Guest author Nolan Wright is the CTO of Appcelerator.

Any day now, Apple will launch iOS 7. The release of Apple’s newest mobile operating system will be the most important event for the iPhone since it was first announced in 2007. iOS 7 includes an astounding 1,500 new APIs, a completely renovated user interface and a host of true enterprise features.

The scope and magnitude of iOS 7 will bring about some major changes to how enterprises, brands, IT gurus and developers go about their day-to-day jobs. iOS 7 is bound to shake up several different aspects of the mobile development industry.

Here are three areas overlooked by many people awaiting the release of iOS 7 and the consequences it will have.

Disrupting The Mobile Device Management Market 

With iOS 7, the enterprise finally receives treatment as a first-class citizen. This is evident in the range of new security and app management features such as “open in management" (governing which apps and accounts can open attachments containing corporate data), enterprise single sign-on and per app VPN. 

Layered software design in iOS 7. Layered software design in iOS 7.

Apple’s beefed-up corporate management capabilities are good news for the enterprise. But it comes with some consequences to existing industry verticals. 

iOS 7 will change the equation for mobile device management (MDM) vendors. These vendors proved their worth in the early days of BYOD as non-corporate devices began to flood the enterprise and IT departments scrambled for tools that would restore some semblance of governance and control. By targeting the device, corporate control could be regained relatively quickly. It was a brute force approach toward devices the corporation didn’t actually own, similar to an eager neighbor padlocking your house in the name of crime prevention.

The strategy embedded in iOS 7—it’s the apps and data in those apps that need to be controlled, not the entire device—is one MDM vendors have been waking up to. See: mobile application management (MAM). The question is whether these vendors want to compete against embedded, native capabilities (perhaps on the argument that not every operating system will offer equivalent protections), or turn to less trampled pastures.

Hopes For HTML 5 As A Mobile Cure-all

iOS 7 is but the latest and largest entry in the mobile platform wars. Google will soon counter with Android 4.4 KitKat and the newlyweds of Microsoft and Nokia are surely not far behind. There’s far too much market share at stake for any one of these players to slow their research and development efforts.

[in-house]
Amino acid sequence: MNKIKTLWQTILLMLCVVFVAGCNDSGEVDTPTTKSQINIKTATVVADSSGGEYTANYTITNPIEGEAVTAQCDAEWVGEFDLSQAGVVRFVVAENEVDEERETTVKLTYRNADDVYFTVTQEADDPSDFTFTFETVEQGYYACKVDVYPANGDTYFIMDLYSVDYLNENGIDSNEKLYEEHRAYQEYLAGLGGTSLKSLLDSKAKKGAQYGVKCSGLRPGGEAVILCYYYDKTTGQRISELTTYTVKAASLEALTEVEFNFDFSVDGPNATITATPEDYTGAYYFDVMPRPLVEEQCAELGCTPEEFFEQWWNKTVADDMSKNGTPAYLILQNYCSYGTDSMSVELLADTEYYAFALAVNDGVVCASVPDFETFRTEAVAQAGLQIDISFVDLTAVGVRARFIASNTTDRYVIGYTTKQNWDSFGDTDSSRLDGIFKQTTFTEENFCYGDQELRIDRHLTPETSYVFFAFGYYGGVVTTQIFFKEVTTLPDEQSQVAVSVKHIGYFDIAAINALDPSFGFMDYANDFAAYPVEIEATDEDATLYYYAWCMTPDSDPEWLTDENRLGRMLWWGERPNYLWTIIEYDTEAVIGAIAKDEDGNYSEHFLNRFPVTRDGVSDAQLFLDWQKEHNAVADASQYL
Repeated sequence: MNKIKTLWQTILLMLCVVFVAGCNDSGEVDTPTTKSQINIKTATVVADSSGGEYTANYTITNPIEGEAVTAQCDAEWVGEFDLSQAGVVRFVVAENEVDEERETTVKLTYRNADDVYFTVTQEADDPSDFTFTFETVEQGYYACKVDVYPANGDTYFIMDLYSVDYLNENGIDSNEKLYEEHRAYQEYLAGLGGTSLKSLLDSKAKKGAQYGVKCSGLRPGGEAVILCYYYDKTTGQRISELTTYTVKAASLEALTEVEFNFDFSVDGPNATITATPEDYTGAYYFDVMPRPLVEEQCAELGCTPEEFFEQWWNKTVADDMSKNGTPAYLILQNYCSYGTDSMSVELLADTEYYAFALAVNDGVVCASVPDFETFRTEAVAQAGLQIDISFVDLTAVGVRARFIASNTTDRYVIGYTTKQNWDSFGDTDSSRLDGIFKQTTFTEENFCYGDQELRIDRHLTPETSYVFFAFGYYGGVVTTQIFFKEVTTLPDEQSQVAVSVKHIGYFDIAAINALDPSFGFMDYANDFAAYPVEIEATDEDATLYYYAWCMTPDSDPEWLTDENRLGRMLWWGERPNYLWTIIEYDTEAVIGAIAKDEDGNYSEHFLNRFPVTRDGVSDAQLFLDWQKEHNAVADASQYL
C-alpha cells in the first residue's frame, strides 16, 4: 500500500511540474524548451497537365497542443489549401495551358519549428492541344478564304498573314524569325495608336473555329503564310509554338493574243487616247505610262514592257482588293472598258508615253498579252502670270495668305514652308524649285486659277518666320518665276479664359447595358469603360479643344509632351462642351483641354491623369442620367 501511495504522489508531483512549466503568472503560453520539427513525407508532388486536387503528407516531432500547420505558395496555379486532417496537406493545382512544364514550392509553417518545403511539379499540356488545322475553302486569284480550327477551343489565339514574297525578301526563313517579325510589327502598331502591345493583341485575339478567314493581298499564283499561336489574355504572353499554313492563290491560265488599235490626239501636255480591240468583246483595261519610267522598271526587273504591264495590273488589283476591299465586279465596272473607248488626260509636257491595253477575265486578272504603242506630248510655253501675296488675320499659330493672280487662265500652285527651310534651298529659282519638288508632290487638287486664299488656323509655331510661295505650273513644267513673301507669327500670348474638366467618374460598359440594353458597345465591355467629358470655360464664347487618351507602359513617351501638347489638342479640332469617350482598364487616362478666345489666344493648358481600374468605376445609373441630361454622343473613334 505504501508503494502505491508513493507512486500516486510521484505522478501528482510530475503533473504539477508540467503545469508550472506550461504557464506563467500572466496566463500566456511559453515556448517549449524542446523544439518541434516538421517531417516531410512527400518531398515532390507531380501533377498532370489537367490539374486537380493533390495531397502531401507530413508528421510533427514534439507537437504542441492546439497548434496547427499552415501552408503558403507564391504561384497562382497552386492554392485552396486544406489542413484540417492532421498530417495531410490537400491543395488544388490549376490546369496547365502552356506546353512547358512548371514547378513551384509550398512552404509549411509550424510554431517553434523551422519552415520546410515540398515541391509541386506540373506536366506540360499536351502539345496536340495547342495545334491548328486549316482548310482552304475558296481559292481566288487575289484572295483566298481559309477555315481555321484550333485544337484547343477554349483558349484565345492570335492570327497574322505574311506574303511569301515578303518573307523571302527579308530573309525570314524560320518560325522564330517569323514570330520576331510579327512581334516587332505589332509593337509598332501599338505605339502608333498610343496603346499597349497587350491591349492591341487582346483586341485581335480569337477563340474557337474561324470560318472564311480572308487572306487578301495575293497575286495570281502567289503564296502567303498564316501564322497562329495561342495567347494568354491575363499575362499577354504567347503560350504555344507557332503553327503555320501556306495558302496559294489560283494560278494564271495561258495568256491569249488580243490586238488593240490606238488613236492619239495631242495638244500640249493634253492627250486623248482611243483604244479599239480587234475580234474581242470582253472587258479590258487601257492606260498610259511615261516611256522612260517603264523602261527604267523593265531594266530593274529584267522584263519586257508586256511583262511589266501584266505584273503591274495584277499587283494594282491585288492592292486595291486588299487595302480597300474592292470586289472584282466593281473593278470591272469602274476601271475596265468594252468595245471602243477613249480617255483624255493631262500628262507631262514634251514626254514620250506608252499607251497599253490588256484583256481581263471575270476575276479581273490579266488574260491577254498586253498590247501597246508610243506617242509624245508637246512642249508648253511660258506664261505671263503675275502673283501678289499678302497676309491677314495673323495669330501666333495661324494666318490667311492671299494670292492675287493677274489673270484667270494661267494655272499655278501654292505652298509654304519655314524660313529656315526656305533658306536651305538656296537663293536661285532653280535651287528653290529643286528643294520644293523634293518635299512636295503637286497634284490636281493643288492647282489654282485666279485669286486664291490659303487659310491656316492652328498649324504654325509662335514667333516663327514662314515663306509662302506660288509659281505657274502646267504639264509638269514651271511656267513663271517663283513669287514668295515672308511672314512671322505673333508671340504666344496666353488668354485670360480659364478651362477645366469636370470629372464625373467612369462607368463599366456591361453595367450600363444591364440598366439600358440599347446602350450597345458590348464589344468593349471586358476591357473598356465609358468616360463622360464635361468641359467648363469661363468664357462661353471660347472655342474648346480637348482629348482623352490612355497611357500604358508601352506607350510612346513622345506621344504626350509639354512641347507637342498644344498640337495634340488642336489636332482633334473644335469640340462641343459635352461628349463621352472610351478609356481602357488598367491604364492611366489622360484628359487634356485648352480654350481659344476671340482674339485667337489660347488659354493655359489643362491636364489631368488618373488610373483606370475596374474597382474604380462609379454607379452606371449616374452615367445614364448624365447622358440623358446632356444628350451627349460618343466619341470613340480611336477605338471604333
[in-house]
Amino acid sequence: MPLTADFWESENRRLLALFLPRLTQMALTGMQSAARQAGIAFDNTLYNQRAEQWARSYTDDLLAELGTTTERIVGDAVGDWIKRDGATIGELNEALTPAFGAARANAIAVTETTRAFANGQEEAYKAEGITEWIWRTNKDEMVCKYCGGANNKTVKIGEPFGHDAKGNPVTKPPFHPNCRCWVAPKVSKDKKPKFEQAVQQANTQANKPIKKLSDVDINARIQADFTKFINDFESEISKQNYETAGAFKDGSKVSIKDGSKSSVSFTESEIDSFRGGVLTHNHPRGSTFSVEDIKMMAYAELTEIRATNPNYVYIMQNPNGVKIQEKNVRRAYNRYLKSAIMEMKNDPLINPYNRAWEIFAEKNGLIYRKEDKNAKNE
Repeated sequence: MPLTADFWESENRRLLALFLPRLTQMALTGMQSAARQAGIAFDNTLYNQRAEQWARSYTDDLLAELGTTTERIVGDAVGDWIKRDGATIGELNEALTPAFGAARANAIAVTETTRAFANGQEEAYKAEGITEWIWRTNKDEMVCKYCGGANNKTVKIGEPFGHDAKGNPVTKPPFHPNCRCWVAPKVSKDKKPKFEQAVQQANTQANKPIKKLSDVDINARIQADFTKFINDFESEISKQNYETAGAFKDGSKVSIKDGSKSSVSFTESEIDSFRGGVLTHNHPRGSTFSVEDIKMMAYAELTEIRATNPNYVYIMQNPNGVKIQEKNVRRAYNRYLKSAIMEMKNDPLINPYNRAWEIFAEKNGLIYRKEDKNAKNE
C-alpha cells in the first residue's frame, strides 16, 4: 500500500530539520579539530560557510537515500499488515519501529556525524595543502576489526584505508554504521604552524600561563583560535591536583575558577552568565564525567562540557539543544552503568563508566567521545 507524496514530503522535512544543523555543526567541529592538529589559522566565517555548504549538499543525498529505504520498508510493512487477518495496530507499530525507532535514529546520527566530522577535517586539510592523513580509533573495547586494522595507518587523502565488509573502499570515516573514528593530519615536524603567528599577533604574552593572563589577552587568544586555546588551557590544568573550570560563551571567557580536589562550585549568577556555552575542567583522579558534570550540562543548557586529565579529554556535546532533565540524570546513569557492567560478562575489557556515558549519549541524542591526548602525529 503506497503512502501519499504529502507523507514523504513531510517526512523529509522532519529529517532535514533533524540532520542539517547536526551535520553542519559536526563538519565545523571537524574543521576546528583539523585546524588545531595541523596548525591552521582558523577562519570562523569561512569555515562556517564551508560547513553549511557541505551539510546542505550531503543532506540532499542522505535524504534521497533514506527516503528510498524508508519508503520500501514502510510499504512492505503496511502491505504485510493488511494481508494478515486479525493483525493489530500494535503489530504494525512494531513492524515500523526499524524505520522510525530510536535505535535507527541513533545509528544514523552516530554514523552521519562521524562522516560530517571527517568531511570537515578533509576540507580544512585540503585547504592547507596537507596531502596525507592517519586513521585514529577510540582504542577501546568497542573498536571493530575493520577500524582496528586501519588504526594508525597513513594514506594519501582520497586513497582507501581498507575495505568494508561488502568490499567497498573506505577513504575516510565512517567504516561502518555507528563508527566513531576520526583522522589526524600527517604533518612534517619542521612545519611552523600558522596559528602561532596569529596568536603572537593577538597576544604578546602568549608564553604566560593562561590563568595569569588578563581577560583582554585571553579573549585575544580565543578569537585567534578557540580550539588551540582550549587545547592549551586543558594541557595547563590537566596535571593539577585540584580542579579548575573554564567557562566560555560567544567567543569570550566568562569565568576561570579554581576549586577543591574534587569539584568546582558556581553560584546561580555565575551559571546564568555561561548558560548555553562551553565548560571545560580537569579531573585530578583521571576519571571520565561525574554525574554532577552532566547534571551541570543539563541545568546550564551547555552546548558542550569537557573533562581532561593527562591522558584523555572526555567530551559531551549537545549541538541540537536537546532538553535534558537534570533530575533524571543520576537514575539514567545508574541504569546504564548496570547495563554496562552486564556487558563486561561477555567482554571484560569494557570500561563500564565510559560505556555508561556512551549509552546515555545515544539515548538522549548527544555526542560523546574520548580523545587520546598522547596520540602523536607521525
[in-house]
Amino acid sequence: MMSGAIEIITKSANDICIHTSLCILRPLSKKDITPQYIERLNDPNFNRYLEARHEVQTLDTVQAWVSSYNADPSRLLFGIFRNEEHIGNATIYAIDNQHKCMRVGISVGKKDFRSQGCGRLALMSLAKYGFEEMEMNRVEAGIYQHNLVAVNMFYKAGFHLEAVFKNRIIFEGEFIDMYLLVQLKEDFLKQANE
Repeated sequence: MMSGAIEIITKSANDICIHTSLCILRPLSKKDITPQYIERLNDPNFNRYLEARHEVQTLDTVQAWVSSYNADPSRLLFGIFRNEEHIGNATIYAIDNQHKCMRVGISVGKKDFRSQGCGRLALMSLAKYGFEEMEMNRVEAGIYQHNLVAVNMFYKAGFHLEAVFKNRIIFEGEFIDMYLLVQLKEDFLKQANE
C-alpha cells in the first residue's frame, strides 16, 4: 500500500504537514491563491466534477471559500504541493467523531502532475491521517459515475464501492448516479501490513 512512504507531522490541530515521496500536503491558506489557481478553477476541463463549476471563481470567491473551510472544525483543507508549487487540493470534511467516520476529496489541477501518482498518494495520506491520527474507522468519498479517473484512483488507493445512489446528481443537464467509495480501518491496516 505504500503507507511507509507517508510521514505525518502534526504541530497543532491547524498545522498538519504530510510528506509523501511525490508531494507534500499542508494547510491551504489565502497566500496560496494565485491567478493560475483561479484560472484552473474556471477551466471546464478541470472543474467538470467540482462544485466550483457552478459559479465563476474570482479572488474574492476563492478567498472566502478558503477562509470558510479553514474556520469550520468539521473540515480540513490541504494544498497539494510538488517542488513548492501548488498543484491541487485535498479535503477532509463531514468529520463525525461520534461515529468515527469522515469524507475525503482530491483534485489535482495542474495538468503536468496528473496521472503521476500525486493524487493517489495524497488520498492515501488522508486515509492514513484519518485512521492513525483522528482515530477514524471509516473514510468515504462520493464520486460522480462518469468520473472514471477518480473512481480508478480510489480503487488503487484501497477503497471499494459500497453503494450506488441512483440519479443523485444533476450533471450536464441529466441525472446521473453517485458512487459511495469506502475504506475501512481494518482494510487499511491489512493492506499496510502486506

Given this, the prospects for HTML5 becoming the one technology to rule them all look bleak. Mobile Web apps (and their hybrid cousins) remain cut off from all but a fraction of the capabilities available to native apps. As iOS 7’s 1,500 new APIs show, the gap will only grow. However well meaning the standards bodies that control the Web are, there’s very little chance they can match the pace of innovation even of a mobile laggard like Microsoft, never mind a pacesetter like Apple.

This isn’t to say HTML5 will become irrelevant. It has its place (especially for content-driven apps). But where user experience, feature-richness, security and performance are concerned, that place looks bound to remain a distant second.

Enterprise Strategies For Software Delivery

Research firm Gartner makes a useful value distinction between “apps” and “applications.” Applications are baggy monsters prized for their long lists of capabilities, while apps are valued for doing a few things well and their purposefulness. 

Of course, in the enterprise we’ve optimized our delivery strategies (for design, for development and testing, for measurement, for release frequency etc.) around applications. Applications run the business. With the exception of a few industries, apps have been mostly an IT side project, a “we’ll-get-there-when-we-get-there” type of priority. 

The explosion of mobile computing and trends like bring-your-own-device (BYOD) have pushed apps higher in the IT food chain. After iOS 7, virtually every enterprise will refactor their software life cycle for mobile. 

There are a few reasons for this:

  • Call volumes: When iOS 6 launched, 90% of users upgraded on the first day. This went largely unnoticed because iOS 6 had little to no impact on existing apps. But iOS 7 is a different story. The user interface differences mean that previous app versions will exhibit significant text and image rendering differences. Any organization that hasn’t already optimized its apps for iOS 7 may find heavy help desk call volumes almost immediately and will be bound to rethink their strategy for future releases.
  • Competitive pressure: With iOS 7, savvy companies will recognize a hugely expanded palette for the kinds of apps they build, whether for customers or employees or both. Given the increasingly experience-driven economy, delivering great user experiences has become the new competitive edge. Companies in tight markets will see iOS 7 as a way to gain a leg up.
  • iOS 7 is a milestone, not a finish line: In the legacy application world, we might confront one or two big pushes every three to five years (a new version of Windows, for instance) with relative stability the rest of the time. But given the mobile platform wars, enterprises are going to be contending with a regular stream of OS upgrades and new device types for years.

“Creative destruction” (also known as Schumpeter's gale) is one of those phrases that has been much in the media of late. It’s too much to claim that iOS 7 alone will set off another cycle. But Apple’s latest is bound to introduce new cracks in some current foundations.